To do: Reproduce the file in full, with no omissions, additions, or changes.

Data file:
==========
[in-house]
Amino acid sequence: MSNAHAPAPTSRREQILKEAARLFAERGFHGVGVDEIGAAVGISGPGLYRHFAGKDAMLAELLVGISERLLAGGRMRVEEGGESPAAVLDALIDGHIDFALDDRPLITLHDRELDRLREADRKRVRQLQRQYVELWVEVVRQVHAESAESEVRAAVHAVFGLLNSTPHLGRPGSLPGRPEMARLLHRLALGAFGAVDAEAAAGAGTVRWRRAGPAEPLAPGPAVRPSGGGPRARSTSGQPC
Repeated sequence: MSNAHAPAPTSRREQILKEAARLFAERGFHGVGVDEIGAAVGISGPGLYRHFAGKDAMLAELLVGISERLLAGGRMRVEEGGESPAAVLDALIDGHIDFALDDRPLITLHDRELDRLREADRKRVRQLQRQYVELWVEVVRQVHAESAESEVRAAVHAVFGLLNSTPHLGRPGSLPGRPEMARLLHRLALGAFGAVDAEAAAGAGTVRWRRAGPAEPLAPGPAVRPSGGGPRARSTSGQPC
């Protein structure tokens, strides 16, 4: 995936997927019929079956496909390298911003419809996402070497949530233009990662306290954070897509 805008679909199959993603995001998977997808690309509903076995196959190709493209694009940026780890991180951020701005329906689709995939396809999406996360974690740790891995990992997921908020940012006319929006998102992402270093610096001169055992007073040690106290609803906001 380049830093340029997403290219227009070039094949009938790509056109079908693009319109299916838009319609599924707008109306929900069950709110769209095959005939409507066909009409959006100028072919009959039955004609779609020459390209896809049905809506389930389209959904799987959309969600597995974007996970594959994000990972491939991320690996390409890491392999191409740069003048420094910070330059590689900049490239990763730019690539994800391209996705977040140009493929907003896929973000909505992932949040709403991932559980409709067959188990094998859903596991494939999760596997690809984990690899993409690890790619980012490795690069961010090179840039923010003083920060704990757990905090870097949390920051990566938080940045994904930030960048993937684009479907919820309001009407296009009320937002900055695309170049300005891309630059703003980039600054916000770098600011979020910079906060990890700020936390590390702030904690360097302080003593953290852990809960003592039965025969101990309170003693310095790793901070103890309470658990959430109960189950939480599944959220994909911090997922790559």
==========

[in-house]
Amino acid sequence: MSNAHAPAPTSRREQILKEAARLFAERGFHGVGVDEIGAAVGISGPGLYRHFAGKDAMLAELLVGISERLLAGGRMRVEEGGESPAAVLDALIDGHIDFALDDRPLITLHDRELDRLREADRKRVRQLQRQYVELWVEVVRQVHAESAESEVRAAVHAVFGLLNSTPHLGRPGSLPGRPEMARLLHRLALGAFGAVDAEAAAGAGTVRWRRAGPAEPLAPGPAVRPSGGGPRARSTSGQPC
Repeated sequence: MSNAHAPAPTSRREQILKEAARLFAERGFHGVGVDEIGAAVGISGPGLYRHFAGKDAMLAELLVGISERLLAGGRMRVEEGGESPAAVLDALIDGHIDFALDDRPLITLHDRELDRLREADRKRVRQLQRQYVELWVEVVRQVHAESAESEVRAAVHAVFGLLNSTPHLGRPGSLPGRPEMARLLHRLALGAFGAVDAEAAAGAGTVRWRRAGPAEPLAPGPAVRPSGGGPRARSTSGQPC
């Protein structure tokens, strides 16, 4: 995936997927019929079956496909390298911003419809996402070497949530233009990662306290954070897509 805008679909199959993603995001998977997808690309509903076995196959190709493209694009940026780890991180951020701005329906689709995939396809999406996360974690740790891995990992997921908020940012006319929006998102992402270093610096001169055992007073040690106290609803906001 380049830093340029997403290219227009070039094949009938790509056109079908693009319109299916838009319609599924707008109306929900069950709110769209095959005939409507066909009409959006100028072919009959039955004609779609020459390209896809049905809506389930389209959904799987959309969600597995974007996970594959994000990972491939991320690996390409890491392999191409740069003048420094910070330059590689900049490239990763730019690539994800391209996705977040140009493929907003896929973000909505992932949040709403991932559980409709067959188990094998859903596991494939999760596997690809984990690899993409690890790619980012490795690069961010090179840039923010003083920060704990757990905090870097949390920051990566938080940045994904930030960048993937684009479907919820309001009407296009009320937002900055695309170049300005891309630059703003980039600054916000770098600011979020910079906060990890700020936390590390702030904690360097302080003593953290852990809960003592039965025969101990309170003693310095790793901070103890309470658990959430109960189950939480599944959220994909911090997922790559």